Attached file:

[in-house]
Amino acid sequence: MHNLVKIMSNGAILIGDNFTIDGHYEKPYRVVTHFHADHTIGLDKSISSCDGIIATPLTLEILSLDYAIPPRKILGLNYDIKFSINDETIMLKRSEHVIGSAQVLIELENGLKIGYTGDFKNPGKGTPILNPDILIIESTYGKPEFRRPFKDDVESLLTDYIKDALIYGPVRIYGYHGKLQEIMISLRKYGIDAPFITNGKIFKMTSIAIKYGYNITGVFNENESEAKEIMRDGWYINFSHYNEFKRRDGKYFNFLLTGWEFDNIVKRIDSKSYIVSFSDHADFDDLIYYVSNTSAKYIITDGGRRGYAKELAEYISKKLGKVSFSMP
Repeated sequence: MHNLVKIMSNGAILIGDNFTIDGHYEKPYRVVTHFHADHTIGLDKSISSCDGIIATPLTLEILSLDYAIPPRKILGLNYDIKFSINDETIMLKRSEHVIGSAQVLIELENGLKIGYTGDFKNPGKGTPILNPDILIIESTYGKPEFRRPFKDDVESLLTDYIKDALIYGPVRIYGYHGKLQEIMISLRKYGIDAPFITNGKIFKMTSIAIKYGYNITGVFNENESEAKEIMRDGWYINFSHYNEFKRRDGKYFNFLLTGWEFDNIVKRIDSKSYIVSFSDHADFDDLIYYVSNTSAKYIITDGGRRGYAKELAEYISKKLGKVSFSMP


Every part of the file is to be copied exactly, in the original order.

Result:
[in-house]
Amino acid sequence: MHNLVKIMSNGAILIGDNFTIDGHYEKPYRVVTHFHADHTIGLDKSISSCDGIIATPLTLEILSLDYAIPPRKILGLNYDIKFSINDETIMLKRSEHVIGSAQVLIELENGLKIGYTGDFKNPGKGTPILNPDILIIESTYGKPEFRRPFKDDVESLLTDYIKDALIYGPVRIYGYHGKLQEIMISLRKYGIDAPFITNGKIFKMTSIAIKYGYNITGVFNENESEAKEIMRDGWYINFSHYNEFKRRDGKYFNFLLTGWEFDNIVKRIDSKSYIVSFSDHADFDDLIYYVSNTSAKYIITDGGRRGYAKELAEYISKKLGKVSFSMP
Repeated sequence: MHNLVKIMSNGAILIGDNFTIDGHYEKPYRVVTHFHADHTIGLDKSISSCDGIIATPLTLEILSLDYAIPPRKILGLNYDIKFSINDETIMLKRSEHVIGSAQVLIELENGLKIGYTGDFKNPGKGTPILNPDILIIESTYGKPEFRRPFKDDVESLLTDYIKDALIYGPVRIYGYHGKLQEIMISLRKYGIDAPFITNGKIFKMTSIAIKYGYNITGVFNENESEAKEIMRDGWYINFSHYNEFKRRDGKYFNFLLTGWEFDNIVKRIDSKSYIVSFSDHADFDDLIYYVSNTSAKYIITDGGRRGYAKELAEYISKKLGKVSFSMP